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Distribution of Glycated Haemoglobin According to Early-Life and Contemporary Characteristics in Adolescents and Adults without Diabetes: The 1982 and 1993 Pelotas Birth Cohorts

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dc.contributor.author Buffarini, Romina
dc.contributor.author Restrepo-Mendez, Maria-Clara
dc.contributor.author Silveira, Vera-M.
dc.contributor.author Miranda, Jaime-J.
dc.contributor.author Goncalves, Helen-D.
dc.contributor.author Oliveira, Isabel-O.
dc.contributor.author Horta, Bernardo-L.
dc.contributor.author Gigante, Denise-P.
dc.contributor.author Menezes, Ana-Maria
dc.contributor.author Assuncao, Maria-Cecilia-F.
dc.date.accessioned 2019-02-06T14:45:11Z
dc.date.available 2019-02-06T14:45:11Z
dc.date.issued 2016
dc.identifier.uri https://hdl.handle.net/20.500.12866/5033
dc.description.abstract AIM: Glycated haemoglobin (HbA1c), a marker of glucose control in individuals with diabetes mellitus, is also related with the incidence of cardiometabolic risk in populations free of disease. The aim of this study was to describe the distribution of HbA1c levels according to early-life and contemporary factors in adolescents and adults without diabetes mellitus. METHODS: HbA1c was measured in adults aged 30 years and adolescents aged 18 years who are participants in the 1982 and 1993 Pelotas Birth Cohorts, respectively. Bivariate and multivariate analyses were performed to describe the HbA1c mean values according to early-life and contemporary characteristics collected prospectively since birth. RESULTS: The distribution of the HbA1c was approximately normal in both cohorts, with a mean (SD) 5.10% (0.43) in the 1982 cohort, and 4.89% (0.50) in the 1993 cohort. HbA1c mean levels were significantly higher in individuals self-reported as black/brown skin color compared to those self-reported as white in both cohorts. Parental history of diabetes was associated with higher HbA1c mean in adults, while stunting at one year old presented an inverse relation with the outcome in adolescents. No other early and contemporary factors were associated with HbA1c levels in adults or adolescents. CONCLUSIONS: We found a consistent relationship between HbA1c and skin color in both cohorts. Further research is needed to understand the role of genomic ancestry on levels of HbA1c concentrations which may inform policies and preventive actions for diabetes mellitus and cardiometabolic risk. en_US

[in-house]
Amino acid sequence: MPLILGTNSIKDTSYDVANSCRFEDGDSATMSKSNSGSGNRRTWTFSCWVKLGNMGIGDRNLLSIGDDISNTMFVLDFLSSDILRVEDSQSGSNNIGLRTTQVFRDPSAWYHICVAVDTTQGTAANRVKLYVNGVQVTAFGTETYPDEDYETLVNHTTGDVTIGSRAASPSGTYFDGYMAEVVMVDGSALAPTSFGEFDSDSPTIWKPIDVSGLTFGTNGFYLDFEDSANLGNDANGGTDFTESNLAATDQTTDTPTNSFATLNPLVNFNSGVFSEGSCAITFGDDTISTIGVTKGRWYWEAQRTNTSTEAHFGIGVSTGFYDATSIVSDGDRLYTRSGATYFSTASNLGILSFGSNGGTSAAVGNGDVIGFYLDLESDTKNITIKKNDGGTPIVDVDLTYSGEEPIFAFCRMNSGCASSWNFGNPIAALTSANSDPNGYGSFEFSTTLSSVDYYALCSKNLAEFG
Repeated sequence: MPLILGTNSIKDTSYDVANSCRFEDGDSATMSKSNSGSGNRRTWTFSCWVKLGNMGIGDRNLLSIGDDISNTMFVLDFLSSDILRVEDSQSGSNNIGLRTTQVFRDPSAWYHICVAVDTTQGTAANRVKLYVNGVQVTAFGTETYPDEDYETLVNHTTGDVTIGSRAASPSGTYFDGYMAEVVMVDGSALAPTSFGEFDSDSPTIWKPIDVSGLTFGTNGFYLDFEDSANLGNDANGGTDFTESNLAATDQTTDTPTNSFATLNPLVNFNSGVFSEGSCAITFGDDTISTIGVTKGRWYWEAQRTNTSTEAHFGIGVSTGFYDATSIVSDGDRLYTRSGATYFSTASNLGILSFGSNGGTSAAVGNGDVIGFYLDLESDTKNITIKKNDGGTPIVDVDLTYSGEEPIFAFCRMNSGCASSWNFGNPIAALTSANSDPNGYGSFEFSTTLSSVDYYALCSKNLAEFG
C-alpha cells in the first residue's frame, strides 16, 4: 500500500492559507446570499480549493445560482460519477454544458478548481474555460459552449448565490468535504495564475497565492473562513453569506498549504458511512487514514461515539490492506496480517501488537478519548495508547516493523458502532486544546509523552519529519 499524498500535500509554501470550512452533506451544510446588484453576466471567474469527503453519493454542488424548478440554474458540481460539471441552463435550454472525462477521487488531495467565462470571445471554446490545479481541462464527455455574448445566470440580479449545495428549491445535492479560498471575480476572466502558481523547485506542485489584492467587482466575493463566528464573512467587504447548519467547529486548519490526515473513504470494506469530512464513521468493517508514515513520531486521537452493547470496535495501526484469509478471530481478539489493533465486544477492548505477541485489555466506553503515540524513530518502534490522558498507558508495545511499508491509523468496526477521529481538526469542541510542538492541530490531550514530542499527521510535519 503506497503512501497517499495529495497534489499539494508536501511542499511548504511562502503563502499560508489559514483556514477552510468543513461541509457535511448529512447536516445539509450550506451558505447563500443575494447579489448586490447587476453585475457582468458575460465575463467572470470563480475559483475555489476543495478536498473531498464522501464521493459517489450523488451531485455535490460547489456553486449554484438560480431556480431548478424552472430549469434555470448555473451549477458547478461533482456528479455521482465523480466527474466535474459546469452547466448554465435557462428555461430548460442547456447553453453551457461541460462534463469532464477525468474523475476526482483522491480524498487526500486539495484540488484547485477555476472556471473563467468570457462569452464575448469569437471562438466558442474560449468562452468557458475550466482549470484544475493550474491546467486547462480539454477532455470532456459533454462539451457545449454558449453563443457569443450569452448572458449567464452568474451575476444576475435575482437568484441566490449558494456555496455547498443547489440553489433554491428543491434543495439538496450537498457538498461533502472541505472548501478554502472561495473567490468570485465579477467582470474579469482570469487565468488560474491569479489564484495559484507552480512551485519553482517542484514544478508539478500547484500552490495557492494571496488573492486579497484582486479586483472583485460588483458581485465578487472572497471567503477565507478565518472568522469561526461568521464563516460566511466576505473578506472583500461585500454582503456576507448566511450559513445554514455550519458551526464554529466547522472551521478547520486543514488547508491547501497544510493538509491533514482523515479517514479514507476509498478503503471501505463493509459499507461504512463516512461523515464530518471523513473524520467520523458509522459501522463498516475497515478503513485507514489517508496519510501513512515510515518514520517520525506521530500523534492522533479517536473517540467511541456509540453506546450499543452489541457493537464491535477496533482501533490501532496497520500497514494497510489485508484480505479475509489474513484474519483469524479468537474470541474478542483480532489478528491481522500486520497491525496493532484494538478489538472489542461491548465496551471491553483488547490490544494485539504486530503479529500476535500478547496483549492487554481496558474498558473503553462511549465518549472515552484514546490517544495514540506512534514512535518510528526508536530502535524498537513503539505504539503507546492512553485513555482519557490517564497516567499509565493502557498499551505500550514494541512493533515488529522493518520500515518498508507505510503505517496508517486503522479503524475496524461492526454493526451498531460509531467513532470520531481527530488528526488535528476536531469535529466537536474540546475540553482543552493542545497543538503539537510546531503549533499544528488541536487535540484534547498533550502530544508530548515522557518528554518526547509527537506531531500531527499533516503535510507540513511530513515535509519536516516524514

dc.language.iso eng
dc.publisher Public Library of Science
dc.relation.ispartof urn:issn:1932-6203
dc.rights info:eu-repo/semantics/restrictedAccess
dc.rights.uri https://creativecommons.org/licenses/by-nc-nd/4.0/deed.es
dc.subject Adolescent en_US
dc.subject Adult en_US
dc.subject Age Factors en_US
dc.subject Brazil en_US
dc.subject Continental Population Groups/statistics & numerical data en_US
dc.subject Female en_US
dc.subject Glycated Hemoglobin A/analysis en_US
dc.subject Health Behavior en_US
dc.subject Humans en_US
dc.subject Male en_US
dc.subject Risk Factors en_US
dc.subject Socioeconomic Factors en_US
dc.title Distribution of Glycated Haemoglobin According to Early-Life and Contemporary Characteristics in Adolescents and Adults without Diabetes: The 1982 and 1993 Pelotas Birth Cohorts en_US
dc.type info:eu-repo/semantics/article
dc.identifier.doi https://doi.org/10.1371/journal.pone.0162614
dc.subject.ocde https://purl.org/pe-repo/ocde/ford#3.02.00 es_PE

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